Anger is the key to a good negotiation, according to a series of Wharton studies that have yet to be published. These four studies suggest that the emotion, when used correctly, can be a motivating catalyst for productive change.
The studies found that, when given a choice, people opted to increase their anger more often when they anticipated taking part in a negotiation or competition than when they anticipated engaging in a conversation or playing on a team.
Wharton professor Maurice Schweitzer has previously conducted research with Wharton professor Jeremy Yip on anger and deception in the workplace and how trash-talking influences performance. Schweitzer has also studied the effects of happiness on overall well-being.
“People intuitively chose to become angry,” Schweitzer said in an interview with The Wall Street Journal. “They believed they would become more effective competitors."
In three of the studies, half of the participants were told they would be negotiating and the other half were told they would be having a regular conversation. In the fourth study, half of the participants were told they would play a video game against an opponent and the other half were told they would play a computer game with a teammate. Then, the participants were asked to choose between watching a video of a character being harassed and a video of stand-up comedy.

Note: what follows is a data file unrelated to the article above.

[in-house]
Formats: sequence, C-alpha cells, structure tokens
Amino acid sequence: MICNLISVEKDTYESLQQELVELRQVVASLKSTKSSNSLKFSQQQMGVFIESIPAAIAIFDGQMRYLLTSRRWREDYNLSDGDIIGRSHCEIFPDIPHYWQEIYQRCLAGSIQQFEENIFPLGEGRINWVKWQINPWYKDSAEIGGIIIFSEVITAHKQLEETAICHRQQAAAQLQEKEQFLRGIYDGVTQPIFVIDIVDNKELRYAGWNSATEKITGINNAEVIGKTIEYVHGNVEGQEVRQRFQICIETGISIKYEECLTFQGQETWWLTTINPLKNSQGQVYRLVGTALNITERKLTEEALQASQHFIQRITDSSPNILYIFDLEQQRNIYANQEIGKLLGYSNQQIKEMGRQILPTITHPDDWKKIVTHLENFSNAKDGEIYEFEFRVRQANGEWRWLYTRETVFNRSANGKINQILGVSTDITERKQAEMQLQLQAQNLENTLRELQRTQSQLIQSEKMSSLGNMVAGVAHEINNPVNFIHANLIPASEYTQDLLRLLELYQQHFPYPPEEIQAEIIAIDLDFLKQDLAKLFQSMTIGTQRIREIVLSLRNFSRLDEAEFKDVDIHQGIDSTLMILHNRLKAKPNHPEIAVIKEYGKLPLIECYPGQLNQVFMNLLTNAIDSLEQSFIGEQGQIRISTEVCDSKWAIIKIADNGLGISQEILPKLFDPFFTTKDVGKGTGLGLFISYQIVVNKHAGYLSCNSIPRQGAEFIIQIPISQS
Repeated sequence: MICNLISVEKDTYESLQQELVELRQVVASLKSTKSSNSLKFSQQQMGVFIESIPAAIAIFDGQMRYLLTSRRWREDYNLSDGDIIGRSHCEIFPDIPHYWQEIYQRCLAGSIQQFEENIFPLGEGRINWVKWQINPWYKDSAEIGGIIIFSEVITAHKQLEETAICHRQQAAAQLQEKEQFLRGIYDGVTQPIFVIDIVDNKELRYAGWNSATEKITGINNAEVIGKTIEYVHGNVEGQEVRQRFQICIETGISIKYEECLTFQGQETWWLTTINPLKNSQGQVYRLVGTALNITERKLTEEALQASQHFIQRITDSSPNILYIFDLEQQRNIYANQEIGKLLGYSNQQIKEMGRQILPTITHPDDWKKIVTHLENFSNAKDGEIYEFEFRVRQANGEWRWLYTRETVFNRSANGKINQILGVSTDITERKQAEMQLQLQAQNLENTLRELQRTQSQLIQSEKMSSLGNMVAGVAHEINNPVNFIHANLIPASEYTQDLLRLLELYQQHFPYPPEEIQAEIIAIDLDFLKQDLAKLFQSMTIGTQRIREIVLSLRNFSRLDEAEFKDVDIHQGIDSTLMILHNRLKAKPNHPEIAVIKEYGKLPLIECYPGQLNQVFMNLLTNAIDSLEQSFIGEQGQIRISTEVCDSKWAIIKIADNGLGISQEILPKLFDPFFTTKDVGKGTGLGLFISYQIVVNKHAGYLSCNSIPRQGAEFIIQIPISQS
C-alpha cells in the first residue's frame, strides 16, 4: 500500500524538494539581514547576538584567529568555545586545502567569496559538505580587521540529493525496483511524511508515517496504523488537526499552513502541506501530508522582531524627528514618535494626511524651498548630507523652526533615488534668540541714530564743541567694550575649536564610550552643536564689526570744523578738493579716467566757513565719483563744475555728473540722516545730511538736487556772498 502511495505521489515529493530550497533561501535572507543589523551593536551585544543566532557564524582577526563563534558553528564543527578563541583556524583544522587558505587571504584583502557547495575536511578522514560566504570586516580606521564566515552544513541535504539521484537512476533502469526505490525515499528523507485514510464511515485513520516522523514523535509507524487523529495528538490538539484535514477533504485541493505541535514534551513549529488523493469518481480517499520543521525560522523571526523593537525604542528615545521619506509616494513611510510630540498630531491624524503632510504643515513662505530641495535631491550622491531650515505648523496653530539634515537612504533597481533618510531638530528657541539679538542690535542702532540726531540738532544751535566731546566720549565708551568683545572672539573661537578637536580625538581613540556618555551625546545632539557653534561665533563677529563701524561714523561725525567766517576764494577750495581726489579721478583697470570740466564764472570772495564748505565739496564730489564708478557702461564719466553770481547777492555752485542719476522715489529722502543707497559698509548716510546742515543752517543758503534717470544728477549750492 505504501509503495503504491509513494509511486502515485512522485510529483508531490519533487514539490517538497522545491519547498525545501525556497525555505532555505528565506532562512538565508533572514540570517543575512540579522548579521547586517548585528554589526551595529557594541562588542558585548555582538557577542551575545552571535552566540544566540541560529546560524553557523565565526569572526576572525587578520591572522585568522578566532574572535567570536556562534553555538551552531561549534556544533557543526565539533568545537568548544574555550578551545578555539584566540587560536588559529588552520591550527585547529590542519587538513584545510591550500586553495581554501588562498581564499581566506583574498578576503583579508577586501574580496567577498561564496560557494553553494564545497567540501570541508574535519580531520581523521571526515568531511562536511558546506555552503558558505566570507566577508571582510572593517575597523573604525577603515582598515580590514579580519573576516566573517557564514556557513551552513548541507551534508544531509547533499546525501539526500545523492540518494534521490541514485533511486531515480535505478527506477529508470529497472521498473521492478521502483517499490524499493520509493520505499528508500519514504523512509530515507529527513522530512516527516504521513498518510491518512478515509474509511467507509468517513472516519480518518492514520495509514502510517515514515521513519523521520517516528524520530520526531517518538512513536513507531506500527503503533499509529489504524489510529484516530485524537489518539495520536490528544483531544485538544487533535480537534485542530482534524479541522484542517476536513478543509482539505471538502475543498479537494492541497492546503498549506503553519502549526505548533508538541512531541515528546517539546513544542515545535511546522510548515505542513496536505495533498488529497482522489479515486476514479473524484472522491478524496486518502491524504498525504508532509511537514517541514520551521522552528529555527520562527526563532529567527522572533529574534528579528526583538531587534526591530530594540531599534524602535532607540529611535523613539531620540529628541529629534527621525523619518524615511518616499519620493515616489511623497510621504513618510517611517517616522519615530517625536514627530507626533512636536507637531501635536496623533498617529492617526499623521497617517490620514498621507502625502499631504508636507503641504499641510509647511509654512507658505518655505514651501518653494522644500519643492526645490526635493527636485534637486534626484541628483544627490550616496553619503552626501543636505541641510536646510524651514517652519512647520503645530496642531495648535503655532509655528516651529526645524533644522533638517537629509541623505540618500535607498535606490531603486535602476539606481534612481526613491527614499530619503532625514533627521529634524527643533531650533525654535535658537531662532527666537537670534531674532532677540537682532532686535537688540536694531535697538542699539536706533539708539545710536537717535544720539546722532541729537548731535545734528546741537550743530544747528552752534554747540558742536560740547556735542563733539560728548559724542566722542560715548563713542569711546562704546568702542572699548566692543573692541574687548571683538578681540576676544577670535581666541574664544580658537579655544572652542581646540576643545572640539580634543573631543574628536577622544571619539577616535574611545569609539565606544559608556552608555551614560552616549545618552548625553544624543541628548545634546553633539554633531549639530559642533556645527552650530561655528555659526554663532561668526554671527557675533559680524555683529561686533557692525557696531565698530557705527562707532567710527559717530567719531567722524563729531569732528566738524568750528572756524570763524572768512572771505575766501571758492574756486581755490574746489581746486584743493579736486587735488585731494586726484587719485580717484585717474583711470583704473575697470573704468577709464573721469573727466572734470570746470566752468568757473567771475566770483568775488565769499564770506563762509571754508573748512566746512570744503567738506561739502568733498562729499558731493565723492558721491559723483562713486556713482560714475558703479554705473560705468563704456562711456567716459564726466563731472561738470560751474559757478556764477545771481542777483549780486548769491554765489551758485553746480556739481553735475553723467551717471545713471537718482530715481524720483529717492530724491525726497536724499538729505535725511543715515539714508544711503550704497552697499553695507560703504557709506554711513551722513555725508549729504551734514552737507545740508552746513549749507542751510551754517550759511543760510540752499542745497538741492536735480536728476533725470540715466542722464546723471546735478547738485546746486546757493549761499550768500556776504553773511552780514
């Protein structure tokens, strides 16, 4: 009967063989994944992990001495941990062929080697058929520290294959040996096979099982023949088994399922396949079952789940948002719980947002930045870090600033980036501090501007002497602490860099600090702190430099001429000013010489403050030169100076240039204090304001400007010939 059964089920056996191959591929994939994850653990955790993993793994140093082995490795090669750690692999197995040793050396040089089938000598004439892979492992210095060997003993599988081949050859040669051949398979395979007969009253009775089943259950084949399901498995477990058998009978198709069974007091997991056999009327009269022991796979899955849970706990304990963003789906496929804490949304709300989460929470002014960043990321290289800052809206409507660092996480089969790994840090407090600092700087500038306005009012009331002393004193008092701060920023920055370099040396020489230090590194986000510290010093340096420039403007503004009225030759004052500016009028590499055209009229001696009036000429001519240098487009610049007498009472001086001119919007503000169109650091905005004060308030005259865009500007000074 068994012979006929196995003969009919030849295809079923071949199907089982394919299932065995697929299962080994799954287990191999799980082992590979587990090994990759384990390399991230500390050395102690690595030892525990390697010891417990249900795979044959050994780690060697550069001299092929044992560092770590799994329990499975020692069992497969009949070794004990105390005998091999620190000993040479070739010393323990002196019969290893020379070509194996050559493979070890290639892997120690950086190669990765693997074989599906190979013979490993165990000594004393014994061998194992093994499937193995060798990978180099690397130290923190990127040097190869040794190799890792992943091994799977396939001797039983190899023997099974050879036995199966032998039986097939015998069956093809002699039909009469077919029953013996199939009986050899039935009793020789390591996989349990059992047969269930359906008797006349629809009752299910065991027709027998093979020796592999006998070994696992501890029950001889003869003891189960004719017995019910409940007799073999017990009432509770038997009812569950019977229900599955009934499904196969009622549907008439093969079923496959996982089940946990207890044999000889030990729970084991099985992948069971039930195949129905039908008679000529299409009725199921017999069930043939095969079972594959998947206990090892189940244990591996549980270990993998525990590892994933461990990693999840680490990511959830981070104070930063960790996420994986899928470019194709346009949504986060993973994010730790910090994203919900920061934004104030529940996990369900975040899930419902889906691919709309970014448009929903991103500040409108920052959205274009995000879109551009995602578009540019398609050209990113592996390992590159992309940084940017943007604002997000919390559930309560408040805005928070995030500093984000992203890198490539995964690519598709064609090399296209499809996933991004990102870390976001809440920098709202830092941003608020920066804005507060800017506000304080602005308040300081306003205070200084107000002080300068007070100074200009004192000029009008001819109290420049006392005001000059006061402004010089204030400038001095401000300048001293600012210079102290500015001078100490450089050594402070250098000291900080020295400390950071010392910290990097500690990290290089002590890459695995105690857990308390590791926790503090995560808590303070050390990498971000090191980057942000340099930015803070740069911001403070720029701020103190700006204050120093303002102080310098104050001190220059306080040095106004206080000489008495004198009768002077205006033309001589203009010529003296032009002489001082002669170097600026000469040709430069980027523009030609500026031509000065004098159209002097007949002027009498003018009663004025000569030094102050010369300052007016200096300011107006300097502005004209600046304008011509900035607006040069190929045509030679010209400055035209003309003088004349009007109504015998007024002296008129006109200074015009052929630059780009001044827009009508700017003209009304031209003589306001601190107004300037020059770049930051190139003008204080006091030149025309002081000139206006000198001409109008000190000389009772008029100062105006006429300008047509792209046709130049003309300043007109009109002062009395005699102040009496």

Overall, participants who were expecting to negotiate or compete against someone chose to watch the video of a character being harassed more often than did participants who anticipated engaging in a normal conversation or playing a game with a partner.
These studies further the research conducted by Maya Tamir, a psychology professor at the Hebrew University in Jerusalem. Tamir found that listening to heavy metal music before playing an aggressive video game can increase performance. Her recent research, according to the WSJ, demonstrates that participants who believed that anger could increase their performance in competitive tasks exhibited better results.